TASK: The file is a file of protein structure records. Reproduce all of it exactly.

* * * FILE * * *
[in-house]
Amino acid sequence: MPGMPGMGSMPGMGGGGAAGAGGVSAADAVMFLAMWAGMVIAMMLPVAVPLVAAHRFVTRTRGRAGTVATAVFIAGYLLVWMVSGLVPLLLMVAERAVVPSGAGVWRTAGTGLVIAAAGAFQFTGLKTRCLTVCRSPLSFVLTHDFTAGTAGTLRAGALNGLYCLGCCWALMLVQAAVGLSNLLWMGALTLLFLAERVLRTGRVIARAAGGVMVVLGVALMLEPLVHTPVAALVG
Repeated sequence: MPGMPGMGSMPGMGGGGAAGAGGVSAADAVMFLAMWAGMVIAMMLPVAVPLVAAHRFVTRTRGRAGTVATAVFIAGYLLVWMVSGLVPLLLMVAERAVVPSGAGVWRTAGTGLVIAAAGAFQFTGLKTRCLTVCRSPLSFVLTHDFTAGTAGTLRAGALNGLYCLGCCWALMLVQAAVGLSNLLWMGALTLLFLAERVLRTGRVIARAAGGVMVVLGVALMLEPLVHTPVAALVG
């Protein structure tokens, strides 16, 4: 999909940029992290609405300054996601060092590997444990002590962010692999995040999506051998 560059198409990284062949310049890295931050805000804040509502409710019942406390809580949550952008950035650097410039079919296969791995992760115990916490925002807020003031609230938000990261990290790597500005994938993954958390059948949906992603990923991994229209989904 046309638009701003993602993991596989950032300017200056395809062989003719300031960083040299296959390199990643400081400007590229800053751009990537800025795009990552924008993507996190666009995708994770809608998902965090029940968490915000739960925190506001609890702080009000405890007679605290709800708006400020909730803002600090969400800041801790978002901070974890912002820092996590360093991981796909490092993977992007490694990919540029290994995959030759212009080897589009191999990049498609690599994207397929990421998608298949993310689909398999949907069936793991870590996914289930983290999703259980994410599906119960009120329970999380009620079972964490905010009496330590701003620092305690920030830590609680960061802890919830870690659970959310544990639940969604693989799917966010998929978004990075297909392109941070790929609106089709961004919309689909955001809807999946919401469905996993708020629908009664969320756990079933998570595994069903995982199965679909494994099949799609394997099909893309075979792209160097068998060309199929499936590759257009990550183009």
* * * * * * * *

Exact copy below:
[in-house]
Amino acid sequence: MPGMPGMGSMPGMGGGGAAGAGGVSAADAVMFLAMWAGMVIAMMLPVAVPLVAAHRFVTRTRGRAGTVATAVFIAGYLLVWMVSGLVPLLLMVAERAVVPSGAGVWRTAGTGLVIAAAGAFQFTGLKTRCLTVCRSPLSFVLTHDFTAGTAGTLRAGALNGLYCLGCCWALMLVQAAVGLSNLLWMGALTLLFLAERVLRTGRVIARAAGGVMVVLGVALMLEPLVHTPVAALVG
Repeated sequence: MPGMPGMGSMPGMGGGGAAGAGGVSAADAVMFLAMWAGMVIAMMLPVAVPLVAAHRFVTRTRGRAGTVATAVFIAGYLLVWMVSGLVPLLLMVAERAVVPSGAGVWRTAGTGLVIAAAGAFQFTGLKTRCLTVCRSPLSFVLTHDFTAGTAGTLRAGALNGLYCLGCCWALMLVQAAVGLSNLLWMGALTLLFLAERVLRTGRVIARAAGGVMVVLGVALMLEPLVHTPVAALVG
């Protein structure tokens, strides 16, 4: 999909940029992290609405300054996601060092590997444990002590962010692999995040999506051998 560059198409990284062949310049890295931050805000804040509502409710019942406390809580949550952008950035650097410039079919296969791995992760115990916490925002807020003031609230938000990261990290790597500005994938993954958390059948949906992603990923991994229209989904 046309638009701003993602993991596989950032300017200056395809062989003719300031960083040299296959390199990643400081400007590229800053751009990537800025795009990552924008993507996190666009995708994770809608998902965090029940968490915000739960925190506001609890702080009000405890007679605290709800708006400020909730803002600090969400800041801790978002901070974890912002820092996590360093991981796909490092993977992007490694990919540029290994995959030759212009080897589009191999990049498609690599994207397929990421998608298949993310689909398999949907069936793991870590996914289930983290999703259980994410599906119960009120329970999380009620079972964490905010009496330590701003620092305690920030830590609680960061802890919830870690659970959310544990639940969604693989799917966010998929978004990075297909392109941070790929609106089709961004919309689909955001809807999946919401469905996993708020629908009664969320756990079933998570595994069903995982199965679909494994099949799609394997099909893309075979792209160097068998060309199929499936590759257009990550183009």